The opinion of the court was delivered by: Charles J. Siragusa United States District Judge
The Court must first rule on the objections the defendant has made to the PreSentence Investigation Report ("PSR"). In that regard, pursuant to Federal Rule of Criminal Procedure 32 (i)(A) & (B), the Court may accept any undisputed portion of the PSR as a finding of fact; and must -- for any disputed portion of the PSR or other controverted matter -- rule on the dispute or determine that a ruling is unnecessary either because the matter will not affect sentencing, or because the Court will not consider the matter in sentencing.
As to objections, it is well settled that to rule against the defendant, the Court must find that the government has established the disputed allegations in the PSR by a preponderance of the evidence. United States v. Cordoba-Murgas, 233 F. 3d 704, 708-10 (2d Cir. 2000). This remains the case even though the Sentencing Guidelines have been determined to be advisory, rather than mandatory. United States v. Booker, 543 U.S. 220 (2005); United States v. Crosby, 397 F.3d 103 (2d Cir. 2005); United States. v. Gonzalez, 407 F.3d 118 (2d Cir. 2005).
In other words, the Court, within the advisory Guideline scheme, may continue to make factual findings resulting in enhancements to a defendant's offense level, based upon the preponderance of evidence standard, as long as the facts found by the Court, "do not increase the penalty beyond the prescribed statutory maximum sentence or trigger a mandatory minimum sentence that simultaneously raises a corresponding maximum." United States v. Sheikh, 433 F.3d 905, 905 - 06 (2d Cir. 2006).
In his Sentencing Memorandum ("Memorandum") (Docket # 145 ) in ¶ ¶ 8 -12, under the heading of "Factual allegations Defendant Contests," Mr. Rizzo, on behalf of the defendant states:
8. It is difficult as counsel, without access to the record, to determine what proof the Government actually adduced at trial. Counsel has had to rely heavily on the representations of Mr. Anson and makes some challenges listed below respectfully.
9. Contrary to the record on the second sheet of the PSR, Mr. Anson believes that the Illinois State Police may have filed a detainer against him; he indicates that he wishes to be honest about this point.
10. Mr. Anson denies the intent to abscond listed under page numbered 4, ¶ 11 and ¶ 22, page numbered 6.
11. Mr. Anson denies that "in one posting to OSC, Anson offered to trade the password to a child pornography site for .. [sic] pictures of child pornography ...". He insists that he traded his password for access to other sites only. As such there is some question as to whether he traded pornography for something of value.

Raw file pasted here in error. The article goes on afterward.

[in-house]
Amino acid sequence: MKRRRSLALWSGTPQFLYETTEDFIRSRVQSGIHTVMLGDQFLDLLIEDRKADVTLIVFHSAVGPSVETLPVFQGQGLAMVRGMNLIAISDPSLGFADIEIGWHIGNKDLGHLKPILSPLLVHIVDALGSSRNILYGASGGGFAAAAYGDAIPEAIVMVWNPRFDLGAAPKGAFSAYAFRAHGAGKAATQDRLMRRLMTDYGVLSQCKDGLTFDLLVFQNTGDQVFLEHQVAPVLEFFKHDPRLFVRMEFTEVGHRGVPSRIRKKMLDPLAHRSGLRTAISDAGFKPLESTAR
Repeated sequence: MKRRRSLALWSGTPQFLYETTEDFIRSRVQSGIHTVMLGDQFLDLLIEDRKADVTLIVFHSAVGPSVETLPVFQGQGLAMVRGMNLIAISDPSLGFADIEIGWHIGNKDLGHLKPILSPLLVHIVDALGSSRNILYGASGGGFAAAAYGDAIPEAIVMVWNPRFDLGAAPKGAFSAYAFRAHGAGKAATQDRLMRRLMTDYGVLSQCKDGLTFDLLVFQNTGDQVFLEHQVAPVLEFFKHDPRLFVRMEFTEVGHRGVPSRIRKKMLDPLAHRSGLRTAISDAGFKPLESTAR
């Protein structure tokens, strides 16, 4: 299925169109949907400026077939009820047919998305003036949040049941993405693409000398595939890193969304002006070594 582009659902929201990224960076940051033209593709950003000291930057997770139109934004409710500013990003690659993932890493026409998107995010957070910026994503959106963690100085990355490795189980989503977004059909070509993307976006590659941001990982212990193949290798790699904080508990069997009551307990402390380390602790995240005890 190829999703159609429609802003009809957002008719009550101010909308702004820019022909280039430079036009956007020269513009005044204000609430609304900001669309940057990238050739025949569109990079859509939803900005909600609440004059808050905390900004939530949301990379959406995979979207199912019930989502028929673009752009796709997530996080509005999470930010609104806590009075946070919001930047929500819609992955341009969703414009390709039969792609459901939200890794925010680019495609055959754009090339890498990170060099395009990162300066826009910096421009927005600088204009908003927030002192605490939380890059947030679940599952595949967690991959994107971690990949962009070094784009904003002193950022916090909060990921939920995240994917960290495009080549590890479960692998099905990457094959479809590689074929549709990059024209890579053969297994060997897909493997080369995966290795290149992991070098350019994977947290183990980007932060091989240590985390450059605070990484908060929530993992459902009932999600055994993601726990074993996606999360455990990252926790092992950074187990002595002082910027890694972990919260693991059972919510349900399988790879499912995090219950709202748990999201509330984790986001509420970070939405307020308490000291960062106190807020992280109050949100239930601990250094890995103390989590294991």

12. On page 5 ¶ 19 the PSR characterizes the CDs ROM [sic] as containing "thousands of images of child pornography". The next paragraph indicates that the jury was "shown 10 images from each of the CDs ROM. Assuming 39 CDS, with 10 images each, the jury was shown 390 images, presumably.
Mr. Rizzo further states in ¶¶ 13-16, under the heading "Contest of level increases:"
13. It is not known what proof indicated that any children were under the age of 12, and the Defense questions the two level increase of ¶ 26 on page 6.
14. The Defense also challenges the five level increase under ¶ 27, per §2G2.2(b)(B). The evidence adduced through the witness Fottrell indicated only that a password was exchanged for other passwords. The defense contends that this is outside the purview of the "receipt of pornography for a thing of value". It was also not shown that the passwords received were from pay sites as opposed to free sites, and the government has failed in its burden with respect to this enhancement under Blakely v. Washington,124 S.Ct. 2531 (2004) and United States v. Booker, 125 S.Ct. 738 (2005).
15. The Defendant opposes the ¶ 30 five level increase. It is not known whether more than 600 images of child pornography were proven by the government to the jury, or are apparent from viewing the images. It does not appear 600 images were found by the jury, and this five level increase is opposed. Without specific findings by the jury, the principal ...